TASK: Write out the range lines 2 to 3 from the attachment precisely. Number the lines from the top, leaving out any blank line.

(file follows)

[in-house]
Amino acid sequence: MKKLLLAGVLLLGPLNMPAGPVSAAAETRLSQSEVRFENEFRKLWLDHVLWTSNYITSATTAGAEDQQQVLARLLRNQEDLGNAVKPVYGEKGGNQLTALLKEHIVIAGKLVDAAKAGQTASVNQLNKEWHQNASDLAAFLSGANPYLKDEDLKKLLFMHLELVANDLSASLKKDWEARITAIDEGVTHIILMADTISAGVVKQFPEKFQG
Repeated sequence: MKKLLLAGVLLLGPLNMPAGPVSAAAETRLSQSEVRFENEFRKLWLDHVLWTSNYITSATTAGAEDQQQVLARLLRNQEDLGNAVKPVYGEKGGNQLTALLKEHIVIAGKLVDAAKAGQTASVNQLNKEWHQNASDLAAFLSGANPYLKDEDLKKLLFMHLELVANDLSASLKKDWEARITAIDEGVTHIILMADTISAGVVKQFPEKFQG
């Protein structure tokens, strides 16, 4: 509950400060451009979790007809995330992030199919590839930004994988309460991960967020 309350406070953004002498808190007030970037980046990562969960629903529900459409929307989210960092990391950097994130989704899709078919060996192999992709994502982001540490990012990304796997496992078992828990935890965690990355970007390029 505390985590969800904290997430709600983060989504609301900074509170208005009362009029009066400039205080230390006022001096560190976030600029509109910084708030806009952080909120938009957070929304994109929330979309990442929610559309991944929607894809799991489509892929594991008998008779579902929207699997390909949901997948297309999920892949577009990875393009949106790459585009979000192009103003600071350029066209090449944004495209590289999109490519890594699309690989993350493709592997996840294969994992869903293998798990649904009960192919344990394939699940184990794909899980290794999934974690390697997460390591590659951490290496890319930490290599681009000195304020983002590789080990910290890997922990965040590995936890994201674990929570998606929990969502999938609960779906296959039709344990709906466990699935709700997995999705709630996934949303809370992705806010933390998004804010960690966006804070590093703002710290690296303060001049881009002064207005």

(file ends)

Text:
Amino acid sequence: MKKLLLAGVLLLGPLNMPAGPVSAAAETRLSQSEVRFENEFRKLWLDHVLWTSNYITSATTAGAEDQQQVLARLLRNQEDLGNAVKPVYGEKGGNQLTALLKEHIVIAGKLVDAAKAGQTASVNQLNKEWHQNASDLAAFLSGANPYLKDEDLKKLLFMHLELVANDLSASLKKDWEARITAIDEGVTHIILMADTISAGVVKQFPEKFQG
Repeated sequence: MKKLLLAGVLLLGPLNMPAGPVSAAAETRLSQSEVRFENEFRKLWLDHVLWTSNYITSATTAGAEDQQQVLARLLRNQEDLGNAVKPVYGEKGGNQLTALLKEHIVIAGKLVDAAKAGQTASVNQLNKEWHQNASDLAAFLSGANPYLKDEDLKKLLFMHLELVANDLSASLKKDWEARITAIDEGVTHIILMADTISAGVVKQFPEKFQG